Hosted by Dr. Edward Fink, this talk, “Patterns of Media Effect Perceptions: A Critical Examination of the Third-Person Effect Hypothesis”, focuses on Dr. Chung’s studies of third-person effect hypothesis, which revealed that presumed effect on others is a stronger predictor of censorship attitudes than the other-self differential in perceived media effect. He proposes a new way to test both overestimation and underestimation of media effect in light of his recent findings that when the majority opinion in the poll was incongruent with the respondents’ pre-existing attitude, respondents underestimated the amount of attitude change for themselves but overestimated the amount of attitude change of others. His talk also focuses on new directions of the study on media effect perceptions.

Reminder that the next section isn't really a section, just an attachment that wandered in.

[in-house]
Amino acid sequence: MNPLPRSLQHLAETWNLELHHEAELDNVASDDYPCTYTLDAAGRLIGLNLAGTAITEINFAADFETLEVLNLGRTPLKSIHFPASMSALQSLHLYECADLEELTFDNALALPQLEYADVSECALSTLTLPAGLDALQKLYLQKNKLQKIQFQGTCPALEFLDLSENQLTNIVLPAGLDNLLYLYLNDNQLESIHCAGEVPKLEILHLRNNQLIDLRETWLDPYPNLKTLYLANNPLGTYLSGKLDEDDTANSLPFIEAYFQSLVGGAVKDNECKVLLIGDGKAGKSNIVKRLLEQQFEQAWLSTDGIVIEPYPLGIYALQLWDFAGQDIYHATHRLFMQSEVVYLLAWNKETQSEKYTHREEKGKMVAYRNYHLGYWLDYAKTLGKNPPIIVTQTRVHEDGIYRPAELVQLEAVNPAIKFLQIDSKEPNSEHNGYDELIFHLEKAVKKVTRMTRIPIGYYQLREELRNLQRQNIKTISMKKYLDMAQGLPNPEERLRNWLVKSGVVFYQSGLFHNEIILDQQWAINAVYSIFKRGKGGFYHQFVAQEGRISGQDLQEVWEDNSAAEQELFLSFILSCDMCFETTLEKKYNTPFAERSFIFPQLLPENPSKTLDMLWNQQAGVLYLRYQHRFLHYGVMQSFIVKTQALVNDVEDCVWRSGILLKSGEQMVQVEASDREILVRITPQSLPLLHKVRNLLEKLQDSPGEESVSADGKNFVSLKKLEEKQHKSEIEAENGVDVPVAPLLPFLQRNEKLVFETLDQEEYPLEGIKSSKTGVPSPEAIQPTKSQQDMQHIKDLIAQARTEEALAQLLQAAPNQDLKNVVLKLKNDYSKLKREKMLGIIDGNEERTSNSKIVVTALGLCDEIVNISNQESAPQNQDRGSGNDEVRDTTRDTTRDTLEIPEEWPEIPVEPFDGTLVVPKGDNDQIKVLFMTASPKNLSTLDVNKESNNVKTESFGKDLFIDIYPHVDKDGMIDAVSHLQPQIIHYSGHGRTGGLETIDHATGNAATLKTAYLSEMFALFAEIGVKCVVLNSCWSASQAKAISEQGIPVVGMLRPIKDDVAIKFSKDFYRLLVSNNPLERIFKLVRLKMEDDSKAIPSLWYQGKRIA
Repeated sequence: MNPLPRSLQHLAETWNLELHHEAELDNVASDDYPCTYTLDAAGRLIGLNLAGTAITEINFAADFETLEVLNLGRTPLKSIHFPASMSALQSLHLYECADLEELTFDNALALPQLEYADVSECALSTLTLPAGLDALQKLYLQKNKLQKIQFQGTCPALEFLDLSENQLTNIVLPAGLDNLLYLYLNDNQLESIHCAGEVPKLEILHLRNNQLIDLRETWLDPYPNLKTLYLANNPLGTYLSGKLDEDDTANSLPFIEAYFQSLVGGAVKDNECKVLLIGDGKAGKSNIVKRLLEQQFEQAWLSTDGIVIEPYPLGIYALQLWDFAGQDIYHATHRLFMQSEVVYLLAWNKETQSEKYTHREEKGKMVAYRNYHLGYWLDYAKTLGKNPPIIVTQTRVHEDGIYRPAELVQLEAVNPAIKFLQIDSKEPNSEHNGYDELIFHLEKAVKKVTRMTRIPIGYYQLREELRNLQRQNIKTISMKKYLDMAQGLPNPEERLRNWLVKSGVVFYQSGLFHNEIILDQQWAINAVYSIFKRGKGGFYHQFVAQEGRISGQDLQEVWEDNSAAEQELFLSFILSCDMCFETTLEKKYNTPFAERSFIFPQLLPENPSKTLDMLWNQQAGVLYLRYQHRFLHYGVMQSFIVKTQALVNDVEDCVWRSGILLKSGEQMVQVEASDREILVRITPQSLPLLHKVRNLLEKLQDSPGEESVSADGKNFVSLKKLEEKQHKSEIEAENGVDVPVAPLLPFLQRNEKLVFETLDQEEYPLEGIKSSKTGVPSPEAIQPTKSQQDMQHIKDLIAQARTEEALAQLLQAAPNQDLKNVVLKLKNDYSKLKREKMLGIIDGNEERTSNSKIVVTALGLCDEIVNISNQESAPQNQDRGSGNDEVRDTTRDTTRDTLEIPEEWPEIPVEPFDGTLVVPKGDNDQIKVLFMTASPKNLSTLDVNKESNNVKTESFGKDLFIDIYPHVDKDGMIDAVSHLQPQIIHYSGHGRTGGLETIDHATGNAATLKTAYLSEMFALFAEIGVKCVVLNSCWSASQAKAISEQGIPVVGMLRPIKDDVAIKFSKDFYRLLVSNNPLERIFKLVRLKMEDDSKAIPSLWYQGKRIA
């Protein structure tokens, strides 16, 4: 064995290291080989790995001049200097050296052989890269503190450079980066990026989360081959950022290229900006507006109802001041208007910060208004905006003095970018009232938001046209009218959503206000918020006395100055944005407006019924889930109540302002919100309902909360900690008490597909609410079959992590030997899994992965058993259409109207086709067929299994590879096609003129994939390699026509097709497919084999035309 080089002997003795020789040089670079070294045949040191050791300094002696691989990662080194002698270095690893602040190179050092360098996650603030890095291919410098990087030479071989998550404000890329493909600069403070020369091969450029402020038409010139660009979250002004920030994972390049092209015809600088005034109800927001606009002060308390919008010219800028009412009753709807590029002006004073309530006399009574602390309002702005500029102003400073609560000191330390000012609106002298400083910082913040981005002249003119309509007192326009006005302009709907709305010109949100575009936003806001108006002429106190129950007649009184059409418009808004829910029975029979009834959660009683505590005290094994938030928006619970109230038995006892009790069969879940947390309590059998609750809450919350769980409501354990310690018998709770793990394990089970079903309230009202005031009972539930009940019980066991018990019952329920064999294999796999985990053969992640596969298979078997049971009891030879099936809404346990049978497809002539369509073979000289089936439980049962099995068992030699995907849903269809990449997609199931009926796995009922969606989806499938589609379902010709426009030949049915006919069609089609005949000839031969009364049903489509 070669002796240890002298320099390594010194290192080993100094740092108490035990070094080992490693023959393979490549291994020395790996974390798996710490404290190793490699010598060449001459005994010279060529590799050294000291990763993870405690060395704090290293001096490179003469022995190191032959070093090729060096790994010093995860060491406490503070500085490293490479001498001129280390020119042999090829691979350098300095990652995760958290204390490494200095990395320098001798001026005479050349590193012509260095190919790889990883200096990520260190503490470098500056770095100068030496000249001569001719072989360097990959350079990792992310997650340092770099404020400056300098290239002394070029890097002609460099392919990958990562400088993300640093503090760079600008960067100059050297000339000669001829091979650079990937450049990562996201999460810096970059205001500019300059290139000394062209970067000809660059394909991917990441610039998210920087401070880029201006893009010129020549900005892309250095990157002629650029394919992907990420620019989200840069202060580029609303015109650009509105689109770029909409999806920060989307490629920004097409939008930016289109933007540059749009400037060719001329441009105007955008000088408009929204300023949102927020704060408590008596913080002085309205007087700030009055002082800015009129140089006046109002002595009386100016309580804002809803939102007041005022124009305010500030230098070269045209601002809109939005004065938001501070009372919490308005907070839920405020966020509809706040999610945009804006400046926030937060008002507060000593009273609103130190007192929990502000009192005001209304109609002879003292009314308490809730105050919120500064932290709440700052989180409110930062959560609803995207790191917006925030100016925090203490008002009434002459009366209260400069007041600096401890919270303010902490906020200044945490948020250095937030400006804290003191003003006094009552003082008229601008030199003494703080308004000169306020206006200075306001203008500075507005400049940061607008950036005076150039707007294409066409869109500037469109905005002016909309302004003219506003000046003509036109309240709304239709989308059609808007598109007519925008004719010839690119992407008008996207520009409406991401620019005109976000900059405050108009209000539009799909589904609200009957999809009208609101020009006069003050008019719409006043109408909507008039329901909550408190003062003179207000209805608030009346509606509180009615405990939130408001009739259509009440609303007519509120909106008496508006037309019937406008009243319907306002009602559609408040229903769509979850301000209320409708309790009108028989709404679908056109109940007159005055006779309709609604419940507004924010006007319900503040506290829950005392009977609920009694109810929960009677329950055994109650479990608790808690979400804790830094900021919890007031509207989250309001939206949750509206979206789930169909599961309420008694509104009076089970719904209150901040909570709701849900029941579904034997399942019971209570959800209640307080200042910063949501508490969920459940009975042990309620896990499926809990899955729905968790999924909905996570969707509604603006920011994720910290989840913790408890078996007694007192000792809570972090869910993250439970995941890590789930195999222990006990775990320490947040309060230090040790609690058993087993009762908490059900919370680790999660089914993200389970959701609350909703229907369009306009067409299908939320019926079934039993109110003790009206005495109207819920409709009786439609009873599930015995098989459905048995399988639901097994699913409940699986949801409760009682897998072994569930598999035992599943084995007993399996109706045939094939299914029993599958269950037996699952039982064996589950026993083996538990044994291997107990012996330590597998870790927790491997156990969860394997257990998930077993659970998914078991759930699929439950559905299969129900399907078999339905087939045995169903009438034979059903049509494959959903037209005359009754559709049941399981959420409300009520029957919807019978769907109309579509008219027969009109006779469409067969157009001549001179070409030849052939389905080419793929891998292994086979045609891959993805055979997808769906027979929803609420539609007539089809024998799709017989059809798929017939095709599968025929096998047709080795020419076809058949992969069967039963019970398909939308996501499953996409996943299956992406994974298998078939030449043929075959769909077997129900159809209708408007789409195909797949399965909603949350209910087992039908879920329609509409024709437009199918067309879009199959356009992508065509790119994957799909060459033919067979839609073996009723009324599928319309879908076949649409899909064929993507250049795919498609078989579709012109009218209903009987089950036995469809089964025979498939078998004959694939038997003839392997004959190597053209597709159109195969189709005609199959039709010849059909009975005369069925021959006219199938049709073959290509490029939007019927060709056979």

Dr. Chung is a visiting scholar in the Klein College of Media and Communication at Temple University, and associate professor in the Department of Journalism and Mass Communication at Sungkyunkwan University. Before joining Sungkyunkwan University, he taught communication for five years at Western Illinois University. He has been studying dynamic belief changes due to exposure to persuasive messages and biases in media effect perceptions.